You might not expect a bird and a badger to have much in common, but in tropical Africa an unusual collaboration between the two assists both creatures to obtain one of their favourite foods: honey.
The small bird known as the honey guide is remarkably adept at finding the nests of wild bees, but it cannot get into them and is wary of being stung. Its 'accomplice', the ratel, or honey badger, on the other hand, has powerful claws that easily break the nest open, and it is well protected from the bees' stings by a tough hide and a thick layer of fat.
Bees are less active in the cooler parts of the day, and it is then that the honey guide sets out on its search. When the bird finds a nest, it flies off in search of a ratel, attracting its attention with a distinctive song. Then, fluttering and singing, it leads the ratel through the forest, making shorter and shorter flights as it nears the nest site.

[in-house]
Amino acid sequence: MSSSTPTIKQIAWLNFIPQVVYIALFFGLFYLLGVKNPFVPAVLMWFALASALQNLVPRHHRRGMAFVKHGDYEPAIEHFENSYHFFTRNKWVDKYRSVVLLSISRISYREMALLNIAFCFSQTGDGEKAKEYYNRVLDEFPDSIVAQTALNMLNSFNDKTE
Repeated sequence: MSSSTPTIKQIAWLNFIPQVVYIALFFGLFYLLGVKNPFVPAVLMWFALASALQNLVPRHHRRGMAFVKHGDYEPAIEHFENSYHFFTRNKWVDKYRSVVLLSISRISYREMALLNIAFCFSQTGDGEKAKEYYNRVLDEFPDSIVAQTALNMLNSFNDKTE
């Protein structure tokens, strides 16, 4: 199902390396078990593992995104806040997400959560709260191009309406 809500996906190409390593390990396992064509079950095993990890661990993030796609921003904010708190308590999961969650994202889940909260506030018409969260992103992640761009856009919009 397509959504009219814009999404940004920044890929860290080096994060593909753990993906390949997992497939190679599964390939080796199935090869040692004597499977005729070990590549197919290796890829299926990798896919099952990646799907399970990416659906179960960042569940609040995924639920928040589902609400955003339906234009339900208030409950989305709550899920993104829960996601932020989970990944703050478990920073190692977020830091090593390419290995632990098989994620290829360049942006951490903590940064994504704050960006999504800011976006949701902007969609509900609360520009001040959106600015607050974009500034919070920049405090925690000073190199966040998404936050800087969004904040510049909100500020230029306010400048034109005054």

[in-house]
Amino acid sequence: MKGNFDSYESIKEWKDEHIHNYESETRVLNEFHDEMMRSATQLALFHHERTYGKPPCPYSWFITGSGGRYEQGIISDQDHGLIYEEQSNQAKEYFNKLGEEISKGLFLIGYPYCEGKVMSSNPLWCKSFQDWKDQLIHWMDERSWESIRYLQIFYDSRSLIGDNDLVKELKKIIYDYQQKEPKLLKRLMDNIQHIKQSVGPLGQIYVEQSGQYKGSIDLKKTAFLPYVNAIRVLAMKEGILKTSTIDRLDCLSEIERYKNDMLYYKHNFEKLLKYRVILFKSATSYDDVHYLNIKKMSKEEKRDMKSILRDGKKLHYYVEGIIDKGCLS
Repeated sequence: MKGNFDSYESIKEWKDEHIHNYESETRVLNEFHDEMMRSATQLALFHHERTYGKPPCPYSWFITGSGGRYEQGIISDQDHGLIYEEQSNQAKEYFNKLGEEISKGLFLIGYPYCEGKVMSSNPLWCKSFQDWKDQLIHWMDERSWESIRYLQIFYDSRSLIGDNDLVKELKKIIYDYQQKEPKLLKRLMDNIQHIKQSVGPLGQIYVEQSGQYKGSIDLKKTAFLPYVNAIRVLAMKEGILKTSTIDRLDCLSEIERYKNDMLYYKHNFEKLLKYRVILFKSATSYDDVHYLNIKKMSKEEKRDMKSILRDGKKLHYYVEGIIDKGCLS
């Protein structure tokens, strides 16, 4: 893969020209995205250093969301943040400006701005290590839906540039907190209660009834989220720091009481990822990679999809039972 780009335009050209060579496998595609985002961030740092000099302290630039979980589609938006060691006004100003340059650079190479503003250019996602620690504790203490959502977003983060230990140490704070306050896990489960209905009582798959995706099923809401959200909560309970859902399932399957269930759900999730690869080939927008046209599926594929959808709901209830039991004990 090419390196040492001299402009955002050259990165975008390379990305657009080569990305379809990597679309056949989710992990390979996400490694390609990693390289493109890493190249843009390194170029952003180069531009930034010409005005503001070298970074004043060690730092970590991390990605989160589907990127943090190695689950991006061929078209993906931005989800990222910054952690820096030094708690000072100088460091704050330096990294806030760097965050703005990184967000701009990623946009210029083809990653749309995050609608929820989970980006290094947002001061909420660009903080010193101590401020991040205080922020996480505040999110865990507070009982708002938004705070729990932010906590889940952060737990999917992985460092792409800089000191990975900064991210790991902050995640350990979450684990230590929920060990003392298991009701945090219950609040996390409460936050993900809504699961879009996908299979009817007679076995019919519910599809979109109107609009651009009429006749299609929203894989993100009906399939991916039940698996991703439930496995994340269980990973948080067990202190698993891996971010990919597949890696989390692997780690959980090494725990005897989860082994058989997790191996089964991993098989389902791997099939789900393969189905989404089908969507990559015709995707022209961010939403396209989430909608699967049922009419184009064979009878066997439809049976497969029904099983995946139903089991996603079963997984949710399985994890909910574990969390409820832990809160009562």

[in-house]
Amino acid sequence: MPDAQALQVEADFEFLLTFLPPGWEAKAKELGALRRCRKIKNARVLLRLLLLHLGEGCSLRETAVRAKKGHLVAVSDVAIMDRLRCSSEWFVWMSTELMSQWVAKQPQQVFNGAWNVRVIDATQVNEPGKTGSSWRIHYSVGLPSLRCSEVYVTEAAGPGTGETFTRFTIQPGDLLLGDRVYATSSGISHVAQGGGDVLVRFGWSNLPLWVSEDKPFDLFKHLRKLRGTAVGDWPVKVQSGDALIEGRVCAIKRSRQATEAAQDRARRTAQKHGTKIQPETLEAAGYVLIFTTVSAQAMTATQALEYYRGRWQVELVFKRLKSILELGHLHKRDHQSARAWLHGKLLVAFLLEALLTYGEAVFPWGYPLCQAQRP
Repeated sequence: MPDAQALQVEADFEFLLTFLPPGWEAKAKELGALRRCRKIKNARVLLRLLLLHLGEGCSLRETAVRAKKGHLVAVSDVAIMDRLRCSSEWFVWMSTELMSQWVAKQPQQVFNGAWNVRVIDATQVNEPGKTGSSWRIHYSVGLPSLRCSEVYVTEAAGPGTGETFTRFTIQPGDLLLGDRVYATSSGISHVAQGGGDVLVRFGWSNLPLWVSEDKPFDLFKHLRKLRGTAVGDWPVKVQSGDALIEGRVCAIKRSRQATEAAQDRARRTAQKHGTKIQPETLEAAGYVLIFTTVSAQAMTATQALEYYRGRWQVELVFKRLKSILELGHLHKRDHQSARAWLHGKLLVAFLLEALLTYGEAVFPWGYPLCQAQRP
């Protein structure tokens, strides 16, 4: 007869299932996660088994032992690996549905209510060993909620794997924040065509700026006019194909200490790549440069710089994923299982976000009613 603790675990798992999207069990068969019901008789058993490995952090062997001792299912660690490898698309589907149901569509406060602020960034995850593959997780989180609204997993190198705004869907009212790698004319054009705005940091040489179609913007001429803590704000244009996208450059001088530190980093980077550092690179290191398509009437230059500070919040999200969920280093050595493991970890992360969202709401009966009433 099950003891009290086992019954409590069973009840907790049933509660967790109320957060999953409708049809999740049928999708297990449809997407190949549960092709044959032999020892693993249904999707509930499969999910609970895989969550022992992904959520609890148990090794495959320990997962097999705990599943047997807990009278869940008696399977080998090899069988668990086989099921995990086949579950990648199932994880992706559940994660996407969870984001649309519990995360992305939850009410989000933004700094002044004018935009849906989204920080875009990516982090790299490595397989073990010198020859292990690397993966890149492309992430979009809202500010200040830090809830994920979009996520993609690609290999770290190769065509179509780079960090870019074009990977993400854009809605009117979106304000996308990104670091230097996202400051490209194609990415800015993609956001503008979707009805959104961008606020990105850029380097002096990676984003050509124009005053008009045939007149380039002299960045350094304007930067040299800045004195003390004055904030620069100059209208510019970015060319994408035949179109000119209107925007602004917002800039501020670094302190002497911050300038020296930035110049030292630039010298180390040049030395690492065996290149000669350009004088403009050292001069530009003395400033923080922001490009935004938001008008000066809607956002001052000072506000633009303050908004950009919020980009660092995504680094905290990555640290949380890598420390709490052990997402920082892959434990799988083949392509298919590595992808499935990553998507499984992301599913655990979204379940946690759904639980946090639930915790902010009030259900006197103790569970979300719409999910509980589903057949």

The bird waits while the ratel plunders the nest and devours the honey. Then it takes its turn, feasting on the larval bees and the wax of the honeycomb that is left behind.
Unfortunately, perhaps, for the ratel, the honey guide will provide the same service for any honey-fancier capable of breaking into a hive. People, too, have learned the significance of the bird's distinctive call, and have used it to lead them to nests, where they gather the honey that might have gone to the bird's traditional partner the ratel. In recognition of this service, scientists have given the bird the Latin name of Indicator.